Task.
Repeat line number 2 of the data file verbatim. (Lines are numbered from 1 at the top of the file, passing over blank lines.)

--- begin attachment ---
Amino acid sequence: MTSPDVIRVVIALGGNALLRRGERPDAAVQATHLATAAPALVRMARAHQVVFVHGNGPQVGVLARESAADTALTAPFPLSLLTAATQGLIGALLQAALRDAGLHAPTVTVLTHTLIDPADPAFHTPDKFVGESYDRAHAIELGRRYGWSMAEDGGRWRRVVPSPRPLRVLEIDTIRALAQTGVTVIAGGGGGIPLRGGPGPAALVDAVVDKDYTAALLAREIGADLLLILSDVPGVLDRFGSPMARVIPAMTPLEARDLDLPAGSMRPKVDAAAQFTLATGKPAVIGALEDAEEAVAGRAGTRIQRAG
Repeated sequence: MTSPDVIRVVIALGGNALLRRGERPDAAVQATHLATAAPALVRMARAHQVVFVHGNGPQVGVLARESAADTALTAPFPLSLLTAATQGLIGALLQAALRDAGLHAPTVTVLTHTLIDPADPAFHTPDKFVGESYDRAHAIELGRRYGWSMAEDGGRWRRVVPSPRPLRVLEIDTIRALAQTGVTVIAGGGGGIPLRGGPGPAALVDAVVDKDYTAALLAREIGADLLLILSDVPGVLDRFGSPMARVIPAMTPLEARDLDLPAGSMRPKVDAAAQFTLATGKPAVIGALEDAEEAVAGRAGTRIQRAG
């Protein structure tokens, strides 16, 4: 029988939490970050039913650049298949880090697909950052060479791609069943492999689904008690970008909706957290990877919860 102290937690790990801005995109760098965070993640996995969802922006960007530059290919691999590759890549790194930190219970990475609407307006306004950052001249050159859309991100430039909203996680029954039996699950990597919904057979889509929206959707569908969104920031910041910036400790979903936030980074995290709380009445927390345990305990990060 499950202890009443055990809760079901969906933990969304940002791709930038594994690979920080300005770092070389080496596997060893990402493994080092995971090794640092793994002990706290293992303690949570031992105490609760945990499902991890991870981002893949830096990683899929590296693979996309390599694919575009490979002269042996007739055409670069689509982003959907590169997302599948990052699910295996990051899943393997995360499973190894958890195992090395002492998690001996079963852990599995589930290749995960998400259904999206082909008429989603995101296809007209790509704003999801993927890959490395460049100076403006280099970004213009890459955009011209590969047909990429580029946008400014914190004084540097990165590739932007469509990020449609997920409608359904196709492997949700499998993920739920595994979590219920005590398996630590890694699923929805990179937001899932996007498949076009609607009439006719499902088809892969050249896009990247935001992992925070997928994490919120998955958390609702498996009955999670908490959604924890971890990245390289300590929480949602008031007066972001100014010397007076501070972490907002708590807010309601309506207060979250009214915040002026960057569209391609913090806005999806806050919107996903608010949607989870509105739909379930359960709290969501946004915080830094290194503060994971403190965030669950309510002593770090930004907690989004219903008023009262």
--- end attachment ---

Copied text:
Repeated sequence: MTSPDVIRVVIALGGNALLRRGERPDAAVQATHLATAAPALVRMARAHQVVFVHGNGPQVGVLARESAADTALTAPFPLSLLTAATQGLIGALLQAALRDAGLHAPTVTVLTHTLIDPADPAFHTPDKFVGESYDRAHAIELGRRYGWSMAEDGGRWRRVVPSPRPLRVLEIDTIRALAQTGVTVIAGGGGGIPLRGGPGPAALVDAVVDKDYTAALLAREIGADLLLILSDVPGVLDRFGSPMARVIPAMTPLEARDLDLPAGSMRPKVDAAAQFTLATGKPAVIGALEDAEEAVAGRAGTRIQRAG